If the NRA and its allies are to be stopped from picking apart the gun control proposals that may emerge from the Biden commission, the foundations on the White House call and others will have to put their capital behind the “sweeping advocacy campaign” that Eisenberg says is needed. Time will tell if the foundations step up to the plate, but as Eisenberg concludes, “there is no time to lose.”—Rick Cohen

  • Jeff Knox

    Several important factors need to be included in any discussion of foundations getting involved in gun control advocacy, first and foremost among them is the fact that gun control doesn’t work. The author mentions that most foundation money thrown into the gun control arena is targeted toward research rather than advocacy. There’s a reason for that. Several years ago, both the Centers for Disease Control and the National Science Foundation conducted reviews of gun control research and both concluded that there was no strong evidence that any of the gun control laws imposed in the US over the past 100 years has been effective at reducing crime, accidents, or suicide. Actually, there was one area of firearms law where a cause and effect relationship was indicated, but that was research showing that instituting more liberal policies on the licensing of citizens to carry concealed weapons appears to have a positive impact on reducing crime. That’s not a finding that gun control advocates (or the CDC and NSF panels – both with histories of support for gun control) are anxious to embrace. The simple fact is, that with all of the years of experimenting with gun control, from licensing and registration to outright bans, and all of the millions of dollars spent by proponents of those schemes on “research” projects to prove their efficacy, there is no strong evidence that any of them actually work. Not only is gun control a controversial political issue, it is an ineffective and expensive public policy.
    It is also very important to note that the National Rifle Association is not funded by deep-pocket foundations, nor is it funded by ideological billionaires like George Soros and Mike Bloomberg, nor the firearms industry. The NRA, and the hundreds of other local, state, regional, and national gun rights organizations are primarily funded by $20 dollar contributions from concerned citizens. Gun rights advocacy – or “anti-gun control” as this author chose to characterize us – is a true, broad-based, grass roots movement of concerned citizens. Anti-rights organizations, on the other hand, are AstroTurf operations with little serious public support, totally dependent upon deep-pocket foundations and wealthy ideologues for their existence. They are intentionally deceptive about their organizational objectives, claiming to be “gun safety” or “violence prevention” organizations when their actual objectives are the complete eradication of legally possessed gun in our society – even though all evidence shows that these restrictions and prohibitions don’t make society any safer or reduce violence.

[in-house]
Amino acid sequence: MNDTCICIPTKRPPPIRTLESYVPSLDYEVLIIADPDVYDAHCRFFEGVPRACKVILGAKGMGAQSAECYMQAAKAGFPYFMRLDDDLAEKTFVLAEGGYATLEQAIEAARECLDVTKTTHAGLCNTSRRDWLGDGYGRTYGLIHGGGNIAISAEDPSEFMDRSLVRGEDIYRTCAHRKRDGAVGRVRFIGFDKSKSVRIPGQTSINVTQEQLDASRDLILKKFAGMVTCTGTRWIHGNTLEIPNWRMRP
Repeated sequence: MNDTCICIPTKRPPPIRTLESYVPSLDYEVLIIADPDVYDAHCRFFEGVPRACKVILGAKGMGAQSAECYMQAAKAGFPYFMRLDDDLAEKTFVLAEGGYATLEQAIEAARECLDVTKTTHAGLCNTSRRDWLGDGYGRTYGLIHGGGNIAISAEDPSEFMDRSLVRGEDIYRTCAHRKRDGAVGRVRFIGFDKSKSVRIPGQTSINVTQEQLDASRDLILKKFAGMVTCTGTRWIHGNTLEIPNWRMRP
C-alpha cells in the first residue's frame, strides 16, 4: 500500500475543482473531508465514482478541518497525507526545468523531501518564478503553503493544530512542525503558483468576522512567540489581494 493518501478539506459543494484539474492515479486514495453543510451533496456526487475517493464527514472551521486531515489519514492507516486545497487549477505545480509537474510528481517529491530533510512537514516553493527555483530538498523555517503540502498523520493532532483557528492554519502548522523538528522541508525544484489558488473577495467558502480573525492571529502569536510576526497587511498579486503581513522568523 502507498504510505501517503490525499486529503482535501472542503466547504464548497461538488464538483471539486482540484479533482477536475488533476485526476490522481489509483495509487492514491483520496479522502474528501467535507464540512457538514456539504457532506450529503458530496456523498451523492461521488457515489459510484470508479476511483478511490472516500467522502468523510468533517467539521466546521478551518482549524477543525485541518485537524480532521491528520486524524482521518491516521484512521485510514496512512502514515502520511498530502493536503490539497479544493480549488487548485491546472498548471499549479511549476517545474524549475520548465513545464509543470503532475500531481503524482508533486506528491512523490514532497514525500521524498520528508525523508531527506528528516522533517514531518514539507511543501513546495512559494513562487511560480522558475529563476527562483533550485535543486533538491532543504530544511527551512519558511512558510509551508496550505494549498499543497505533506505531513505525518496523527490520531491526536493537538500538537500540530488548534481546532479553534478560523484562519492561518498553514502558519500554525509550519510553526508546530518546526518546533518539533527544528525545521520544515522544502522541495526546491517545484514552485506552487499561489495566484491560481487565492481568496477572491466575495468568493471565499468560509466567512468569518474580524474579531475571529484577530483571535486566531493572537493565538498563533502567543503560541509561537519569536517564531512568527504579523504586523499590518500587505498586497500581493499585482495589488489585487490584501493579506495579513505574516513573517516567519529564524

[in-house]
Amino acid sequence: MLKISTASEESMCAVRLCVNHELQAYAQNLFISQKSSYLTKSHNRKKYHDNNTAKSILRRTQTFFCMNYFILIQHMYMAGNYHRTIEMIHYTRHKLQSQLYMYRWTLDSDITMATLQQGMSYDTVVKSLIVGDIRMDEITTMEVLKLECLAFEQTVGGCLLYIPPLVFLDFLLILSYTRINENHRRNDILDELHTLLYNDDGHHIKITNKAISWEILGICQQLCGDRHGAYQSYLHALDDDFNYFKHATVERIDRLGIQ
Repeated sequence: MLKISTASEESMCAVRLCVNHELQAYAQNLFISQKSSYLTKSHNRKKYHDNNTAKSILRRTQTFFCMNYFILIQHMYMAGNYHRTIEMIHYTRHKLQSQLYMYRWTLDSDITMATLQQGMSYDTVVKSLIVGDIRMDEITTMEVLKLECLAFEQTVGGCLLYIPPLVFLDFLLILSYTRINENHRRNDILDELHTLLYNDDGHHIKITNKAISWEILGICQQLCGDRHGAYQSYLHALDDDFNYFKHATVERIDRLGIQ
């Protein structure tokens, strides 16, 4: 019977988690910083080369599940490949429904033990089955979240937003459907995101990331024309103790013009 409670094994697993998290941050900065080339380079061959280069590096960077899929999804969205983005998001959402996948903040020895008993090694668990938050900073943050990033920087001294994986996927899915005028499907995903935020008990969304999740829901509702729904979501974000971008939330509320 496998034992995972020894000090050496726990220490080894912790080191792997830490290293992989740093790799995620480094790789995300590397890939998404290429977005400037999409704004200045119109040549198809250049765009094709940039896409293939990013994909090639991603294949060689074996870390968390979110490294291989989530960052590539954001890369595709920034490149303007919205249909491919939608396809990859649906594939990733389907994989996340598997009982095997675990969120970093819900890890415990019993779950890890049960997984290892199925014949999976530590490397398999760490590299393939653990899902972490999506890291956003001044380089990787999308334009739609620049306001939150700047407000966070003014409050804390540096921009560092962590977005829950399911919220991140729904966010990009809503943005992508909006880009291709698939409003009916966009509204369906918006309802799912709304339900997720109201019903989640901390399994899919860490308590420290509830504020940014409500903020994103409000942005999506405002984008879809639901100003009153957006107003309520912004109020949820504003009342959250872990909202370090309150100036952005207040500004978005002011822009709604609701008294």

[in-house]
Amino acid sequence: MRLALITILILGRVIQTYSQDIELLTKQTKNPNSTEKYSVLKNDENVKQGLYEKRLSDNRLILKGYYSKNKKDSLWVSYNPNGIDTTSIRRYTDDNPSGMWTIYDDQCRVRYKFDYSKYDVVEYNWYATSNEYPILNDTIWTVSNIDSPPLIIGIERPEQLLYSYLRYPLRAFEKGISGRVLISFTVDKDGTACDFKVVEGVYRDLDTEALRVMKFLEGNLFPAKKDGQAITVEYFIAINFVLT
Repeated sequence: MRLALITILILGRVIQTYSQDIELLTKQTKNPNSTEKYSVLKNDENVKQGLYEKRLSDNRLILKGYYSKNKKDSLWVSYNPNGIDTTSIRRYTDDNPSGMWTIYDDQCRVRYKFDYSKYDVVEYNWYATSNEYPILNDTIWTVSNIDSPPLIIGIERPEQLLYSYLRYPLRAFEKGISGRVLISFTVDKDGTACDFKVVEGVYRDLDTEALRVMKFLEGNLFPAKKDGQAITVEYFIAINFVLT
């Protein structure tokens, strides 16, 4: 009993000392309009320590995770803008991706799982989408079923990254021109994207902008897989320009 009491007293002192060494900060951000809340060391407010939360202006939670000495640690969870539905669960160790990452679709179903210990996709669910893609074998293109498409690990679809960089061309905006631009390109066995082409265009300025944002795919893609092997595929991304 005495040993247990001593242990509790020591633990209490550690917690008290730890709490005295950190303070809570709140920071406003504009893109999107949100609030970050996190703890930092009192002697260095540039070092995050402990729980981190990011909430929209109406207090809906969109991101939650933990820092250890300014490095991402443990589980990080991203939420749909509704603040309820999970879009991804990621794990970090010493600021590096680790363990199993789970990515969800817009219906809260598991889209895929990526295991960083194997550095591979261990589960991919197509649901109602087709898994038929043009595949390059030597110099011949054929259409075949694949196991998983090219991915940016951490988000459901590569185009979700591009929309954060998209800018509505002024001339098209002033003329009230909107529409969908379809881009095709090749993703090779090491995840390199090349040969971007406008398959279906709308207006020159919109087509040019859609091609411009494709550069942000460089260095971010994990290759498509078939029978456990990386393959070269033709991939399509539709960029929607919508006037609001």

Certainly people – and foundations – are welcome to advocate for any cockamamie, wasteful, and socially detrimental programs they wish, but it is bad policy to throw money at failed social experiments based solely on ignorance and irrational fear.
    No form of gun control would have prevented the recent atrocities in Connecticut and Colorado. Foundations would better serve the public by investing in mental health, early childhood education, mentoring, and other proven programs that actually improve our society rather than divisive, ineffective, schemes that have little effect beyond making criminals out of otherwise law-abiding citizens and divert limited resources away from effective strategies for prevention of crime, suicide, and accidents.
    Jeff Knox
    Director, The Firearms Coalition
    A coalition of grass roots organizations, shooting clubs, and committed individuals dedicated to preserving, protecting, and advancing the basic human right of self-defense and the right to arms.
    We directly represent over 60,000 individuals and over 90% of our funding comes from individual contributions of $100 or less.